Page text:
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Exclusion & Embrace: A Theological Exploration of Identity, Otherness, and Reconciliation by [Volf, Miroslav]
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Exclusion & Embrace: A Theological Exploration of Identity, Otherness, and Reconciliation Kindle Edition

4.4 out of 5 stars 7 customer reviews

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From the Back Cover

Life at the end of the twentieth century presents us with a disturbing reality. Otherness, the simple fact of being different in some way, has come to be defined as in and of itself evil. Miroslav Volf contends that if the healing word of the gospel is to be heard today, Christian theology must find ways of speaking that address the hatred of the other. Reaching back to the New Testament metaphor of salvation as reconciliation, Volf proposes the idea of embrace as a theological response to the problem of exclusion. Increasingly we see that exclusion has become the primary sin, skewing our perceptions of reality and causing us to react out of fear and anger to all those who are not within our (ever-narrowing) circle. In light of this, Christians must learn that salvation comes, not only as we are reconciled to God, and not only as we "learn to live with one another", but as we take the dangerous and costly step of opening ourselves to the other, of enfolding him or her in the same embrace with which we have been enfolded by God.

About the Author

Miroslav Volf is the Henry B. Wright Professor of Theology at Yale Divinity School and the founding director of the Yale Center for Faith & Culture. His books include Exclusion & Embrace: A Theological Exploration of Identity, Otherness, and Reconciliation, winner of the 2002 Grawemeyer Award in Religion.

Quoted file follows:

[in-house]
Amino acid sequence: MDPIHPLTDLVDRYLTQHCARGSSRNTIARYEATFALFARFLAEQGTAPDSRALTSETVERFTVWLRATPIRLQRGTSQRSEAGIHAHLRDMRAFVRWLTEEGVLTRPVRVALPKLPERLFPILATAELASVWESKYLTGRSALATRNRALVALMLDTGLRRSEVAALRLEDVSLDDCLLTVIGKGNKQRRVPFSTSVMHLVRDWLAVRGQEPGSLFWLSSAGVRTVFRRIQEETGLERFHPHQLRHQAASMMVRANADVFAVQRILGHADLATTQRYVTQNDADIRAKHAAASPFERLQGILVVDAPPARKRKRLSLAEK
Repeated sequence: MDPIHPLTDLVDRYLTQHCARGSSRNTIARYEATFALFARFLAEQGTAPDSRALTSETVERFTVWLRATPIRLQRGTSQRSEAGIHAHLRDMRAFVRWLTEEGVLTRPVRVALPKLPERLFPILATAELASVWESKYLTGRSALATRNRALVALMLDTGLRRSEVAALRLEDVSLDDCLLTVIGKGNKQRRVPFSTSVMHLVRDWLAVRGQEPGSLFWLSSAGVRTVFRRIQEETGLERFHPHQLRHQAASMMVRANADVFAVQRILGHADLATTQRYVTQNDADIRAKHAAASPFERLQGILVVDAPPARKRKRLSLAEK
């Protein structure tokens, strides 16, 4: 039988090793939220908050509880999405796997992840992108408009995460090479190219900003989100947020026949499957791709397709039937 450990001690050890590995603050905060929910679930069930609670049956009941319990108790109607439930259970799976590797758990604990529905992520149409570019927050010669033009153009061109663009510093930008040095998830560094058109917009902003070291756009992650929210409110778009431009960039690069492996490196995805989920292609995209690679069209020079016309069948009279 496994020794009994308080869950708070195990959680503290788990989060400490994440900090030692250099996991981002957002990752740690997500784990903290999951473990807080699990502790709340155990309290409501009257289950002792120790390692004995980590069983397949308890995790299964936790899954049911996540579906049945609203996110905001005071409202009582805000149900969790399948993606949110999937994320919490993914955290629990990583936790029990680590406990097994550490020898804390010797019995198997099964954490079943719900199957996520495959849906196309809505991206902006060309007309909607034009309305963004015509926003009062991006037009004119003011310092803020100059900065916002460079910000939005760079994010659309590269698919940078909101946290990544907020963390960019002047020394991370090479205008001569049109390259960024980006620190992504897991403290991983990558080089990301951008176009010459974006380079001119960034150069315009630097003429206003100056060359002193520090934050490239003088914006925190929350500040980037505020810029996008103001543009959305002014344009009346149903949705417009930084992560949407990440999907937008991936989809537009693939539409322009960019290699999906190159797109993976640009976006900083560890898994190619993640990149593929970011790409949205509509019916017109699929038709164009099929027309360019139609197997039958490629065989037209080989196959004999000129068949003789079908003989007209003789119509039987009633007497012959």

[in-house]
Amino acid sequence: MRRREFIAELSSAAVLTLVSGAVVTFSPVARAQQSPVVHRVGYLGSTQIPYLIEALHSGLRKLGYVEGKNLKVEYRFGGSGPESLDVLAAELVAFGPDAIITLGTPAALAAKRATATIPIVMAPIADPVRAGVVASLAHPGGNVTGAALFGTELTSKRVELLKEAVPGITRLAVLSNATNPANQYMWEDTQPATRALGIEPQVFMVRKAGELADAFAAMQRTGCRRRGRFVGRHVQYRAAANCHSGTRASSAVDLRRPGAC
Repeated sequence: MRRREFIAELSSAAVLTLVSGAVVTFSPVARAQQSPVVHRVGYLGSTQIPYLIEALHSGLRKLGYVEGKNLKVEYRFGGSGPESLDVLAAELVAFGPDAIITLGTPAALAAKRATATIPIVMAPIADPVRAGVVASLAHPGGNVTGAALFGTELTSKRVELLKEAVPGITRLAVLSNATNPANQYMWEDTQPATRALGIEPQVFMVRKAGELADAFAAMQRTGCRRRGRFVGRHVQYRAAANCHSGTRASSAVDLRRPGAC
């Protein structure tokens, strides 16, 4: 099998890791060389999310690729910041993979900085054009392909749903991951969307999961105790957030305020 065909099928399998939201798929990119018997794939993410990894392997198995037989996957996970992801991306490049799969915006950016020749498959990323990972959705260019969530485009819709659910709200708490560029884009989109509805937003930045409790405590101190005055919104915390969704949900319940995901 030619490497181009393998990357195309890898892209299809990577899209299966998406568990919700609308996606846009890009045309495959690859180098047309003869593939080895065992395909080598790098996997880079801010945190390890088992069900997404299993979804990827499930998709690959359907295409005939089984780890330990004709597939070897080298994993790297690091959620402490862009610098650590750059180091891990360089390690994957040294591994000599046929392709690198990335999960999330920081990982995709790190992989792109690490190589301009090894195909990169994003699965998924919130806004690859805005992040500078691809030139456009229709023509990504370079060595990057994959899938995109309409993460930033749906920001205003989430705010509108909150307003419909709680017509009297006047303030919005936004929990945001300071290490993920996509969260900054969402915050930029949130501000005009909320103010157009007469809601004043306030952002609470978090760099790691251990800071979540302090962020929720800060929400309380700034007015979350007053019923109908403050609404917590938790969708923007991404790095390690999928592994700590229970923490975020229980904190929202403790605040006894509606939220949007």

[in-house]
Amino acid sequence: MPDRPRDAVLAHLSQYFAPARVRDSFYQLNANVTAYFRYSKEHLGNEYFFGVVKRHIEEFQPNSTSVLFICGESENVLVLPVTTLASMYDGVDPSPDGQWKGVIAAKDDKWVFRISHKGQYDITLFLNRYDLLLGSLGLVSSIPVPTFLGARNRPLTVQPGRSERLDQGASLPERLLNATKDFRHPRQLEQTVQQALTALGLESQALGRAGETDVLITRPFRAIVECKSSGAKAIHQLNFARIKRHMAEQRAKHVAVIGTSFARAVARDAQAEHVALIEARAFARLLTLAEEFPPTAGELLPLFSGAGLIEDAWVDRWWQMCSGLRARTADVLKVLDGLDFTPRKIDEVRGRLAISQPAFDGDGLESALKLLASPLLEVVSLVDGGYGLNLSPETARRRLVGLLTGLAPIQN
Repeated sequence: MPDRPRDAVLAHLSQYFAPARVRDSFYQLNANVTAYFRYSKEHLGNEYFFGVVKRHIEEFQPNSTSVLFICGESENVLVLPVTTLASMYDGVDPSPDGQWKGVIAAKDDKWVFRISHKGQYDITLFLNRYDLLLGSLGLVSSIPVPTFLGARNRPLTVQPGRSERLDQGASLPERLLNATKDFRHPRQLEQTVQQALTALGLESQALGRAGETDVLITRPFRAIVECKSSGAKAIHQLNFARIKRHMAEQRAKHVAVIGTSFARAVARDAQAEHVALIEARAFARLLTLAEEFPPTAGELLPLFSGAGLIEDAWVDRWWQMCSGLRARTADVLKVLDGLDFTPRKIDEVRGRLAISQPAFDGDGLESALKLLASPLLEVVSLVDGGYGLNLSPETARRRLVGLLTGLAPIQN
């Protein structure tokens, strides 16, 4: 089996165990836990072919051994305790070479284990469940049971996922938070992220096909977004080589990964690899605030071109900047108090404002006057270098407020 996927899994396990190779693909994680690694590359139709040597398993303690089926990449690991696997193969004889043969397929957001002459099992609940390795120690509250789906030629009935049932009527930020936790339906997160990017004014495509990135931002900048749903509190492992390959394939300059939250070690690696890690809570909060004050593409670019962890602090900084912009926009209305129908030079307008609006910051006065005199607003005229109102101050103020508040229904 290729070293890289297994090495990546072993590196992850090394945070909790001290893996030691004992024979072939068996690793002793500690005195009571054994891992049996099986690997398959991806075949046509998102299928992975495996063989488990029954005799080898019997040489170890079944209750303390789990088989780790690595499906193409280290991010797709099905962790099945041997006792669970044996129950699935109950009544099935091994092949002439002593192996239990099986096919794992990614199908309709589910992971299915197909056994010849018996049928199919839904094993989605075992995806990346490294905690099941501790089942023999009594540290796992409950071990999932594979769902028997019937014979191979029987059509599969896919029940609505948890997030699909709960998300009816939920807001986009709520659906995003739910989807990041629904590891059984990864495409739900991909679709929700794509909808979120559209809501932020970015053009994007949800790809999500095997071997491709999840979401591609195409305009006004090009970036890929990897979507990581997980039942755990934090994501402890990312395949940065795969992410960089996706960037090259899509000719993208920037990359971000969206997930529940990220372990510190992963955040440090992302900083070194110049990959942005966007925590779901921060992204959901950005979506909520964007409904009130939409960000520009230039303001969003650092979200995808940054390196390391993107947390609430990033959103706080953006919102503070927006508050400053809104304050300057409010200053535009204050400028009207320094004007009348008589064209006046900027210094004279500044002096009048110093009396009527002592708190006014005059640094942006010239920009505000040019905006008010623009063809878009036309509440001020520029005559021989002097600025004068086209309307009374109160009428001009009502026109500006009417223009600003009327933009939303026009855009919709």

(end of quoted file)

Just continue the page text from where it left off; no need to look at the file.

Product details

  • Format: Kindle Edition
  • File Size: 1418 KB
  • Print Length: 192 pages
  • Publisher: Abingdon Press (1 Mar. 2010)
  • Sold by: Amazon Media EU S.à r.l.
  • Language: English
  • ASIN: B008UARQ0Y
  • Text-to-Speech: Enabled
  • X-Ray:
  • Word Wise: Enabled
  • Screen Reader: Supported
  • Enhanced Typesetting: Enabled
  • Average Customer Review: 4.4 out of 5 stars 7 customer reviews
  • Amazon Bestsellers Rank: #397,094 Paid in Kindle Store (See Top 100 Paid in Kindle Store)
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Customer Reviews

4.4 out of 5 stars
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Top Customer Reviews

Format: Kindle Edition Verified Purchase
This is a fascinating book about reconciliation, about the way people can be excluded by "tribal" prejudices, about what it means to belong.
However, the Kindle version is spoiled by many errors. It has presumably been produced by optical character recognition and has many inaccuracies. It would seem not to have been adequately proofed. For example, 'Paul's' on one occasion is rendered 'PaulYs', on occasions 'f' is rendered '£'. 'I' as '!' etc. This is very annoying especially in the light of the high purchase price.
Amazon often excuses the high price of digital books by the fact of VAT being payable. However, this only accounts for 20%. The cost of printing, warehousing and distribution are presumably a lot more than 20%.
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Format: Paperback
This is a dense and academic read, but a rewarding one. Volf explores what the cross means for his home country of Croatia, having emerged from the bitterness of the 90s civil war with Sarajevo. To oversimplify, Volf focuses on sin as ‘exclusion’ and reconciliation as ‘embrace’. His thesis is that the cross has a dual element for both victims and perpetrators of evil.